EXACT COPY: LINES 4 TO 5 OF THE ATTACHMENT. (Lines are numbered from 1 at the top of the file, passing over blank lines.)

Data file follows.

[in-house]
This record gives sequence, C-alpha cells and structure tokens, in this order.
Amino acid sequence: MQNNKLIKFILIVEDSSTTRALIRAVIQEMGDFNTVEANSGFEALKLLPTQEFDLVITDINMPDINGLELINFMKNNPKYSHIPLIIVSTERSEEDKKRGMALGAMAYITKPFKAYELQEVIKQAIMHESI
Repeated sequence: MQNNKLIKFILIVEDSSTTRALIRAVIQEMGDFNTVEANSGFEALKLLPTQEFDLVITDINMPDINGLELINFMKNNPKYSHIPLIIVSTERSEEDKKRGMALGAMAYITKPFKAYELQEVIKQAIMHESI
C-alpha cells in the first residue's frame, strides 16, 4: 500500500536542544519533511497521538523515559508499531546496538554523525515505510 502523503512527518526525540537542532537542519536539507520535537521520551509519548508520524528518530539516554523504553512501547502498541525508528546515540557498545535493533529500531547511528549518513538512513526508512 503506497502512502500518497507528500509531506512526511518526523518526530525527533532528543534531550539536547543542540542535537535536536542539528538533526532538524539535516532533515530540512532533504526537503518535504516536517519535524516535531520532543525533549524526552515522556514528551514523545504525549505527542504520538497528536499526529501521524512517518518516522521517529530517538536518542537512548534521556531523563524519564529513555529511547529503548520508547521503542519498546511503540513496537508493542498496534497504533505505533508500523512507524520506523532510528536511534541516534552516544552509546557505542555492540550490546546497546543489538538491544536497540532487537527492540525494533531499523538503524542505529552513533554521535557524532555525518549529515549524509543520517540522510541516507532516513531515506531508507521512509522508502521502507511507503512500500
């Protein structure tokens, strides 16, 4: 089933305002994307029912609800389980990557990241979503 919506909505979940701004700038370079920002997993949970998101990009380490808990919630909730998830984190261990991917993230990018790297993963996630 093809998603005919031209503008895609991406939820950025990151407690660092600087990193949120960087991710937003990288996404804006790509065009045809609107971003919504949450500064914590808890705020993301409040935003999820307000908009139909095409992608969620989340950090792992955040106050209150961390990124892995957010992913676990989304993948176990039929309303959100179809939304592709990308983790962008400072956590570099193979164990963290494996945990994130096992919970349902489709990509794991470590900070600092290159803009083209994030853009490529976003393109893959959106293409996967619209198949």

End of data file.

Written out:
Repeated sequence: MQNNKLIKFILIVEDSSTTRALIRAVIQEMGDFNTVEANSGFEALKLLPTQEFDLVITDINMPDINGLELINFMKNNPKYSHIPLIIVSTERSEEDKKRGMALGAMAYITKPFKAYELQEVIKQAIMHESI
C-alpha cells in the first residue's frame, strides 16, 4: 500500500536542544519533511497521538523515559508499531546496538554523525515505510 502523503512527518526525540537542532537542519536539507520535537521520551509519548508520524528518530539516554523504553512501547502498541525508528546515540557498545535493533529500531547511528549518513538512513526508512 503506497502512502500518497507528500509531506512526511518526523518526530525527533532528543534531550539536547543542540542535537535536536542539528538533526532538524539535516532533515530540512532533504526537503518535504516536517519535524516535531520532543525533549524526552515522556514528551514523545504525549505527542504520538497528536499526529501521524512517518518516522521517529530517538536518542537512548534521556531523563524519564529513555529511547529503548520508547521503542519498546511503540513496537508493542498496534497504533505505533508500523512507524520506523532510528536511534541516534552516544552509546557505542555492540550490546546497546543489538538491544536497540532487537527492540525494533531499523538503524542505529552513533554521535557524532555525518549529515549524509543520517540522510541516507532516513531515506531508507521512509522508502521502507511507503512500500